The cultivation of cannabis plants has gained significant attention in recent years, primarily due to the increasing demand for their medicinal and recreational benefits. However, with this growing interest comes the need to understand and address the various threats that can potentially impact the health and viability of cannabis crops, which of course impacts your operation’s revenue.
One such threat is the presence of Hop Latent Viroid, which can have detrimental effects on cannabis plants if left unnoticed and unmanaged. We’re going to dive into this hot topic to discuss what viroids are, how to help prevent infection, and how to manage a viroid infection should your cannabis plants become sick.
Most people haven’t heard the word “viroid” before, so let’s start with a basic definition. The term may sound like an Atari game or a bad science fiction movie. As it turns out, viroids are small, infectious particles that consist solely of short strands of RNA. Unlike viruses, they lack a protein coat and are therefore unable to sustain themselves without a host plant.
Viroids primarily infect and replicate in the nuclei of plant cells, causing diseases or abnormalities. They are highly stable and can withstand various environmental conditions, making them a persistent threat to a great many agricultural crops.
What are Hop Latent Viroids?
It’s difficult to say exactly who discovered this variation of viroid, as it’s been in our mists for quite some time, and is very elusive. It’s said to have been observed in Japan in the 1950’s, however, there have been numerous discoveries in countries like Spain, Europe, and here in the United States. Regardless of its original discovery, it’s clear that this circular RNA molecule has been plaguing horticulturists for decades. Most not even knowing it. Hop latent viroids are viroids that specifically infect hops (Humulus lupulus) plants.
Unfortunately, the Humulus lupulus terpene myrcene isn’t the only thing hops and cannabis plants share. They are in the same botanical family, Cannabaceae. As such, (you guessed it) it has since been recognized as a threat to cannabis cultivators due to its ability to infect cannabis plants as well.
Hop latent viroids encompass several different viroid species, including Hop Latent Viroid (HLVd), Hop Latent Viroid-Like (HLVd-L), and Hop Stunt Viroid (HSVd). These viroids are characterized by their small size, ranging from approximately 250 to 370 nucleotides, and their ability to induce latent infections, meaning they can remain hidden in a plant without exhibiting apparent symptoms for an extended period. Hence, why it’s been designated, “Hop Latent Viroid.” It is often found latent in hops plants showing no visual sign, all the while diminishing the hops plant’s essential oils.
Impact of Hop Latent Viroid (HLVd) on Cannabis Plants
As we’ve mentioned, Hop Latent Viroid – also known as “dudding” disease – can infect and have a range of adverse effects on cannabis plants. While some viroid infections may remain latent with no apparent symptoms, others can lead to stunted growth, reduced trichome yields, and overall plant decline.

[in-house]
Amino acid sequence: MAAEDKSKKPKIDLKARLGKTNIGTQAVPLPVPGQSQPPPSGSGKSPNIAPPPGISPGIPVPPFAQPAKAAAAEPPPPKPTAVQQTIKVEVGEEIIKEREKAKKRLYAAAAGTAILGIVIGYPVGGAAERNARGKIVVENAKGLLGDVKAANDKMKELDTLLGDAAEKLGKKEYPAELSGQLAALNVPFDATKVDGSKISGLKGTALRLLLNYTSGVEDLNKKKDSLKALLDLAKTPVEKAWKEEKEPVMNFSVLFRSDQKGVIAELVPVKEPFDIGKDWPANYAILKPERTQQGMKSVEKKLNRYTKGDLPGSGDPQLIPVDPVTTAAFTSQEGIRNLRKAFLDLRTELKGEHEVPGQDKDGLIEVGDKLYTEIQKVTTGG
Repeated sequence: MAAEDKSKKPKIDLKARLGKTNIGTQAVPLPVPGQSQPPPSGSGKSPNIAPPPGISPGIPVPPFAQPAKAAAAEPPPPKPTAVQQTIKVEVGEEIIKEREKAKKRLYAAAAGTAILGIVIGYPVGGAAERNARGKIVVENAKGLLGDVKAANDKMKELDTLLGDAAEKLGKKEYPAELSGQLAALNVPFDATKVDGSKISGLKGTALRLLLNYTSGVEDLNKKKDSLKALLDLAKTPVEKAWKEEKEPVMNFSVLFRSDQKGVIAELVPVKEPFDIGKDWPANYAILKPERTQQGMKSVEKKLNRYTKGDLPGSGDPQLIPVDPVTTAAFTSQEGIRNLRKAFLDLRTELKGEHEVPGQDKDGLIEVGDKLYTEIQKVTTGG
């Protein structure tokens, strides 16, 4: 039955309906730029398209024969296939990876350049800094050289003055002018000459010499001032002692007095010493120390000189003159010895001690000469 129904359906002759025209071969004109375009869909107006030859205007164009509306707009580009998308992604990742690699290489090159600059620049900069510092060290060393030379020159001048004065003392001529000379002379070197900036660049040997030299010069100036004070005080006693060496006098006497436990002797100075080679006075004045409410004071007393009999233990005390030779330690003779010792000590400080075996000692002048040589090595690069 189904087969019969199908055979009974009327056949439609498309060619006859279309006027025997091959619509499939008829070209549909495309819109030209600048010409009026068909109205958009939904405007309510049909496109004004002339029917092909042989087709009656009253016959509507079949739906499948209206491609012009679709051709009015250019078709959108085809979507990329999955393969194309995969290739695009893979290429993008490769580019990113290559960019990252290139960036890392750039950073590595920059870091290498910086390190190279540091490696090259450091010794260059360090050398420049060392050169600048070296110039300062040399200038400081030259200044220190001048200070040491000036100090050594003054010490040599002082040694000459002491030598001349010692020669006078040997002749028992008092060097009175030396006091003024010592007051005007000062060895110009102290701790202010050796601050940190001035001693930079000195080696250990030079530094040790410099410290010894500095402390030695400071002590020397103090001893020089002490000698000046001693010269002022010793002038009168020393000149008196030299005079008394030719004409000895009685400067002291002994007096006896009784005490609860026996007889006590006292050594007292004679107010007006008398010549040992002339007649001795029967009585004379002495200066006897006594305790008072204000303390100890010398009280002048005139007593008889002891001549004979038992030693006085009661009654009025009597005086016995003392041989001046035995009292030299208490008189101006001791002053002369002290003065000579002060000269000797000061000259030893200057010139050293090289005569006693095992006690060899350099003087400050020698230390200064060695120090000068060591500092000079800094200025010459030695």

HLVd can also disrupt a plant’s development by interfering with various physiological processes, including terpene synthesis. This means if you’re growing a crop of pungent Sour Diesel – then you may not be getting the terpene profile you signed up for, even if it started as a healthy clone.
Hop Latent Viroid Symptoms and Effects
The effects of Hop Latent Viroids on cannabis plants can vary depending on the strain of viroid and the stage of infection. Some common symptoms include:
- Stunted growth
- Leaf curling
- Yellowing or chlorosis of leaves
- Reduced cannabinoid and terpene yield (potency)
- Poor resin production
- In severe cases, necrotic lesions and death of the plant
In addition to the direct impact on the plant’s health, HLVd also compromises the quality of the harvested cannabis material. The presence of viroids can, in some cases, affect the chemical composition and potency of the final product, thereby diminishing its value. That is to say, viroids can cut into the revenue calculated for your harvest.
Last, (if all of that wasn’t bad enough) Hop Latent Viroid can also weaken the overall vigor of the plant, making them more susceptible to other diseases and pests. This is due in part to the detrimental effects on the cannabis plant’s trichomes and the composition of the resin inside. As we’ve discussed in past articles, trichomes are part of their biological self-defense against disease-carrying pests.
Transmission and Spread
HLVd can be transmitted through various means, including:
- Vegetative propagation
- Contaminated cutting tools
- Insects such as aphids
- Infected seedlings or clones
As viroids can become latent within the plants and go undetected, they can be difficult to spot at first. And once introduced into a crop, Hop Latent Viroid can spread rapidly through the plant’s vascular system. The viroids can also be spread through infected plant material, including leaves, stems, and roots. Growers should be cautious about using infected plant material for composting or any other purpose, as it can contribute to the spread of the viroid.
Detection and Diagnosis of Hop Latent Viroid
Early detection and accurate diagnosis of HLVd is crucial for effective management and control strategies. Several detection methods are available, including molecular techniques such as polymerase chain reaction (PCR) and reverse transcription PCR (RT-PCR). These methods can detect and identify specific viroid species based on their unique nucleotide sequences.